CTAB method for DNA extraction
- heat water bath to 65°C (can be 60–74°C).
- for grinding up the specimens, there are a few options:
A. You can grind the sample dry by putting the sample in an Eppendorf tube, and dipping the end of the tube in liquid nitrogen until the sample freezes (the tube won’t crack, and it takes about 10 seconds for the end of the tube/specimen to freeze) – cool down a pellet pestle as well (see http://www.kontes.com/html/pg-749520-0090.html, catalogue number 749521-1500 or equivalent), then just grind it up while frozen until it’s a fine powder (takes about 10–30 seconds). Then add 500 μL of CTAB extraction buffer, mix, and incubate for 10 minutes at 65°C.
B. Alternatively you can heat up 500 μL of CTAB extraction buffer in a new tube, and then add the sample to the buffer and grind it while it’s hot, then return to the water bath for 10 minutes at 65°C.
C. Third option (which I must admit I usually do) is to just grind the sample in CTAB buffer at room temperature and then put it into the water bath for 10 minutes at 65°C.
- While incubating, invert the tubes a few times during the ten minutes to mix them. If I’m doing a number of samples (which is most of the time), I grind them up and put them in the water bath, and then once they’re all done I leave them for 10 minutes after the last sample went in. It means that the first sample gets longer in the water bath than the last—I’ve never found this to make any difference.
- spin at 12000 G for 5 minutes.
- transfer supernatent to a clean tube and add an equal volume of chloroform and mix (don’t vortex) to emulsify.
- spin at 12000 G for 5 minutes.
- transfer aqueous (upper) layer to a clean tube and add another equal volume of chloroform and mix (it’ll be pretty clean at this stage and will settle out quickly).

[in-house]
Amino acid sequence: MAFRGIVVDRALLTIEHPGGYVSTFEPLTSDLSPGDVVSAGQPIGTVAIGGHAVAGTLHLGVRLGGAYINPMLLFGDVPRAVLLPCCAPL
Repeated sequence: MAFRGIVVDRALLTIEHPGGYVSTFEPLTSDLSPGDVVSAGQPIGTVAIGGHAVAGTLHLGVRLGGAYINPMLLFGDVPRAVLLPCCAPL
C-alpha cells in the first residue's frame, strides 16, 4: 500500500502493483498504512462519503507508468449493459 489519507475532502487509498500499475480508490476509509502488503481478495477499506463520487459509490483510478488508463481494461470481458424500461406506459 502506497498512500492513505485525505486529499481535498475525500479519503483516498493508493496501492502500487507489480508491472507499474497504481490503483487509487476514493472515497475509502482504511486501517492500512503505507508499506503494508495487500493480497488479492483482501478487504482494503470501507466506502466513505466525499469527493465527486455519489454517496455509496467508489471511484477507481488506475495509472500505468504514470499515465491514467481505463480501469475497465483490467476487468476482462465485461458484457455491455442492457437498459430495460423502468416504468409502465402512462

- spin at 12000 G for 3–5 minutes.
- transfer aqueous (upper) layer to a clean tube and add two volumes of 95% ethanol and 1/10 volume of 3 M sodium acetate pH 5.2. (e.g., if you’ve got 400 μL of solution left after the last chloroform extraction, add 800 μL of ethanol and 40 μL of sodium acetate). Tilt the tube back and forth – you might be able to see DNA precipitate out at this stage. Mix it gently until the sodium acetate and ethanol have mixed properly. If you’re brave and you’ve got a decent amount of DNA, you can ‘hook’ the DNA out at this stage and transfer it (using a yellow pipette tip) into a clean tube containing 70% ethanol. Wash it twice in 70% ethanol, dry and re-suspend in 50 μL of TE buffer (I usually leave overnight in the fridge at this stage to ensure the DNA is dissolved).
- If there’s no obvious DNA (or if there is only a little and you aren’t brave enough to scoop it out, or if you just feel like doing it this way) incubate the tube at room temperature for 30 minutes, then spin at 12000 G for 15 minutes. This almost always gives at least a small pellet, which will contain enough DNA for PCR etc. Wash pellet twice in about 500 μL 70% ethanol, dry, and dissolve in 50 μL TE buffer (again, leave overnight if necessary).
You want to make sure the 70% ethanol really is 70%. If it falls below this (due to evaporation of the ethanol over time), then the DNA might dissolve in the ethanol and you’ll loose it. Some people use 80% ethanol instead, to ensure that the pellet stays solid. The disadvantage of this is that the salt is not quite so efficiently removed – but I’ve used both 70% and 80% and found it works OK both ways.
- The next morning, add 1 μL RNAase (Roche RNase, DNA-free – Catalogue number 1119915) and incubate at 37°C for 15 minutes. I find this improves PCR success a lot.
- refrigerate or freeze sample until ready for PCR.
To make CTAB isolation buffer, add:
2.0 g CTAB (hexadecyl-trimethyl-ammonium bromide)
28 mL of 5M NaCl (make this as a stock solution)
4 mL of 0.5M EDTA (make this as a stock solution)
1 g PEG 8000
10 mL of 1M Tris-HCl (make this as a stock solution)
and make to 100 mL volume with water. I usually add most of the water, then dissolve it on a magnetic stirrer for a while (few hours), then transfer to a volumetric flask and make up to 100 mL.
CTAB buffer recipe from:
Carlson JE, Tulsieram LK, Glaubitz JC, Luk VMK, Kauffeldt CRR 1991. Segregation of random amplified DNA markers in F1 progeny of conifers. Theoretical and Applied Genetics 83, 194–200.